Our scientists don’t spend all their time in the lab. Sometimes you’ll find them in front of a room of school students, waving a nerf gun or dodging screwed-up balls of paper. They’re part of a community outreach program called Kicking Cancer’s Butt, a program designed by our scientists to educate young people about cancer and cancer research.
Kicking Cancer’s Butt celebrated its 10th anniversary in March. It began as a joint initiative with the cancer support group CanTeen. Our scientists gave their presentations at CanTeen Healthy Living Camps in Sydney and Newcastle.
Over the years, the program has been adapted to accommodate different audiences such as high school students. On Tuesday, 40 students from Narrabundah College, Canberra, visited us for a Kicking Cancer’s Butt presentation and a tour of our labs.
Careers in Kicking Cancer’s Butt
This time the focus was on careers in cancer research. And who better to give the students the lowdown on what it’s really like to be a scientist, than two young researchers? PhD student Ashleigh Fordham, and young post-doctoral researcher Dr Caroline Atkinson, gave their personal perspectives on a career in medical research.
At the age of five, Ashleigh knew what she wanted to do. That’s when her mum was diagnosed with breast cancer, and Ashleigh thought, “when I grow up, I want to cure cancer”. Ashleigh’s currently in the final year of a PhD researching a rare childhood cancer called Inflammatory Myofibroblastic Tumour. She’s still just as motivated to make a difference. “Every day I’m learning how rewarding a career in science can be,” she says.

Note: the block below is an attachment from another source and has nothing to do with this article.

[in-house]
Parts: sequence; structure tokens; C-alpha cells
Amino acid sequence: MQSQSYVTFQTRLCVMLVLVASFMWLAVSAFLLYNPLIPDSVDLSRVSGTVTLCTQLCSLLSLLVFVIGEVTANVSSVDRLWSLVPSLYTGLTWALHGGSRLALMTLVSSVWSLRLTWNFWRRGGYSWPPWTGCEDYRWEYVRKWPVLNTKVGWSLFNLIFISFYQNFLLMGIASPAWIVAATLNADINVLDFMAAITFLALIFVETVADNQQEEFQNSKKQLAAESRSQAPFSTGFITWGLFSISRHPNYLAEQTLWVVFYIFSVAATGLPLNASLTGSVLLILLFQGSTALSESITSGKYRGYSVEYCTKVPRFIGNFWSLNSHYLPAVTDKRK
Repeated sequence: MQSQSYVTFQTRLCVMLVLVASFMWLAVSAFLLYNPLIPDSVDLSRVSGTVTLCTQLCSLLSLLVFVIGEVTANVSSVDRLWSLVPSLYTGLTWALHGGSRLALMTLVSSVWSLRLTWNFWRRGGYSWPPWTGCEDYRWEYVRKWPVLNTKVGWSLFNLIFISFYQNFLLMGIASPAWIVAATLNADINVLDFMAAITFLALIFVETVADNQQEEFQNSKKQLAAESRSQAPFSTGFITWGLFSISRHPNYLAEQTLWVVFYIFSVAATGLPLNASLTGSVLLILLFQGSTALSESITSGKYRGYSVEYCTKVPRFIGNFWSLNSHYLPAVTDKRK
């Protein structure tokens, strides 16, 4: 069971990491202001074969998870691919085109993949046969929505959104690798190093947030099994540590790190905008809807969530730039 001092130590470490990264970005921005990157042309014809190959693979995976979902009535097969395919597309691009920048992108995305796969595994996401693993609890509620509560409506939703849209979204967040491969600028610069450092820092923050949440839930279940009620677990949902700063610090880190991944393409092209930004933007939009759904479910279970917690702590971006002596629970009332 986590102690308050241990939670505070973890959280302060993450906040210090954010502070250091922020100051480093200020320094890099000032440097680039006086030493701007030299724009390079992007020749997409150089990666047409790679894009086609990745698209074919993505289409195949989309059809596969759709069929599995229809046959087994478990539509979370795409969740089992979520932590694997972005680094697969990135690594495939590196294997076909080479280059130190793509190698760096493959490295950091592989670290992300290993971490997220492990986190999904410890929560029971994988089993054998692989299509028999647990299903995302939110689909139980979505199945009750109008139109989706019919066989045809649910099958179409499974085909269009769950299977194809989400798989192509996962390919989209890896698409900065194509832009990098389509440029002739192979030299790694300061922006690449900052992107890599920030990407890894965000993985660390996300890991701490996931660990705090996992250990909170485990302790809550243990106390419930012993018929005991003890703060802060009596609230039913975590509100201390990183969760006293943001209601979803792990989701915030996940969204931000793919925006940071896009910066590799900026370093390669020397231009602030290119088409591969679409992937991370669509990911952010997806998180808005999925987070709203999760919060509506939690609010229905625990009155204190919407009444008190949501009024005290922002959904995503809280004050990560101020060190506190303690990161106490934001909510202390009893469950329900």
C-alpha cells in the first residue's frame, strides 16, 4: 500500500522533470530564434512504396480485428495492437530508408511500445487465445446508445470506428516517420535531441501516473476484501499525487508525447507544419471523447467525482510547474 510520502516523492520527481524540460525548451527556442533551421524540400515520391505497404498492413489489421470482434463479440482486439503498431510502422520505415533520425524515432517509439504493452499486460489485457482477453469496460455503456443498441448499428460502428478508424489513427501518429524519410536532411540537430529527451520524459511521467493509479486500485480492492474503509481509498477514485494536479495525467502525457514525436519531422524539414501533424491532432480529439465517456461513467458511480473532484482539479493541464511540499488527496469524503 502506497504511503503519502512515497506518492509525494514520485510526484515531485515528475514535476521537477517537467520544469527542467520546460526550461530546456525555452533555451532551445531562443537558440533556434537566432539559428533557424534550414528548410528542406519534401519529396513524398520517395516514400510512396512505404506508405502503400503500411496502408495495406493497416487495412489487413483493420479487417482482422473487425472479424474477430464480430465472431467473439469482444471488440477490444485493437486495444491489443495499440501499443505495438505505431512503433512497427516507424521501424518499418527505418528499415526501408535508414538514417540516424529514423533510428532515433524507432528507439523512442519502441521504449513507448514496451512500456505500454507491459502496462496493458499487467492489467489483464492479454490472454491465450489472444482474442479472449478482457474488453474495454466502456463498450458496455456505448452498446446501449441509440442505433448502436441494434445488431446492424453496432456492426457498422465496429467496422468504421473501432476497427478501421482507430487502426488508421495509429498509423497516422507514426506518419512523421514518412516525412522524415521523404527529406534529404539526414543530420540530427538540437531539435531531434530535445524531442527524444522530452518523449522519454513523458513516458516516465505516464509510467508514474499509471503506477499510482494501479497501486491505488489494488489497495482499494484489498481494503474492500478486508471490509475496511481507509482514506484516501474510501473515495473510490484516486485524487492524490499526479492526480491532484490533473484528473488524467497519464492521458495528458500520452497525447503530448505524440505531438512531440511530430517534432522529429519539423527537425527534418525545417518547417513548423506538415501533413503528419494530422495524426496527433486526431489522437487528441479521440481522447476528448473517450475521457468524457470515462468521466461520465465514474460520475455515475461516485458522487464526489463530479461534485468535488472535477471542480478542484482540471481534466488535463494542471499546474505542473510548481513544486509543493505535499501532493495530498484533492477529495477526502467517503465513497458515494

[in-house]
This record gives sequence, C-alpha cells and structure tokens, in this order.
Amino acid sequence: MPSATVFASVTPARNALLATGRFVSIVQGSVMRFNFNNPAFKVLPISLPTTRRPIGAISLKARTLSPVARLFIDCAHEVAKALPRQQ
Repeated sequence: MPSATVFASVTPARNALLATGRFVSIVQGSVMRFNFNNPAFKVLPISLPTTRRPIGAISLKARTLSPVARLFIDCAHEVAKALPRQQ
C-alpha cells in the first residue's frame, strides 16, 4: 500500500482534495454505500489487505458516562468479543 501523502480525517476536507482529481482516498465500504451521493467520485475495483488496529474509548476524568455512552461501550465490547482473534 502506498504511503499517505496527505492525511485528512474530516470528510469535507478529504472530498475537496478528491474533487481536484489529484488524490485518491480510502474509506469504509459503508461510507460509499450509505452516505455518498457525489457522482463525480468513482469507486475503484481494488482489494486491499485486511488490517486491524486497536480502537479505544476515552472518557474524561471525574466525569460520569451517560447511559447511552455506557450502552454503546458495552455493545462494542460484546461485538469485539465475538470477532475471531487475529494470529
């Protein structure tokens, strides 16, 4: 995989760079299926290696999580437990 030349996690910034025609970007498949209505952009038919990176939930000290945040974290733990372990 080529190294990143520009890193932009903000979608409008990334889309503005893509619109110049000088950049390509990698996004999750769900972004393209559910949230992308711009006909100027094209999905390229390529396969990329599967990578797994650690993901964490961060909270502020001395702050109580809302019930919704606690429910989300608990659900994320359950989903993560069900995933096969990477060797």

Caroline studied chemistry, biology and maths at high school. At university she completed a degree in Biomedical Science, and then took a pathology/phlebotomy course to learn about patient care. Interacting with patients (particularly cancer patients) motivated her to do a Masters and PhD on breast and colon cancer, while also providing a good, stable job to fund those studies. Last year she joined our Experimental Therapeutics program to research a childhood cancer called neuroblastoma.
Here’s what we do
The young audience was told how cancer arises, and what our cancer researchers are doing to find cures. One approach is to identify treatments that target cancer cells specifically, without toxic side-effects on normal, healthy cells. Hence the screwed-up paper balls and nerf guns. The paper balls represent conventional chemotherapy, which hits normal cells as well as cancer cells. The nerf guns, with their laser sights, represent a targeted therapy that only hits cancer cells and leaves normal healthy cells unharmed.
Ashleigh and Caroline briefly outlined their research projects and described a typical day. A career in cancer research provides the opportunity to do many different things. For example, you could be setting up an experiment in the lab, analysing data, discussing your results with other scientists, or presenting your work at a conference.
Empowering the next generation
One of the founders of Kicking Cancer’s Butt was our Researcher Development and Strategy Manager, Dr Amanda Philp. For her, the program is about empowering young people with knowledge, in a way they can relate to.
“Science can seem a nebulous thing. School students aren’t sure what a career in cancer research might look like. We try to give them an idea of what’s involved in getting there, and what it’s like day-to-day being a scientist,” she said.
After the presentation, the students were divided into groups and taken into the lab to see first-hand what our scientists do.
Find out how your school can visit us and be a part of Kicking Cancer’s Butt.
Top image: Dr Caroline Atkinson explains what cancer research involves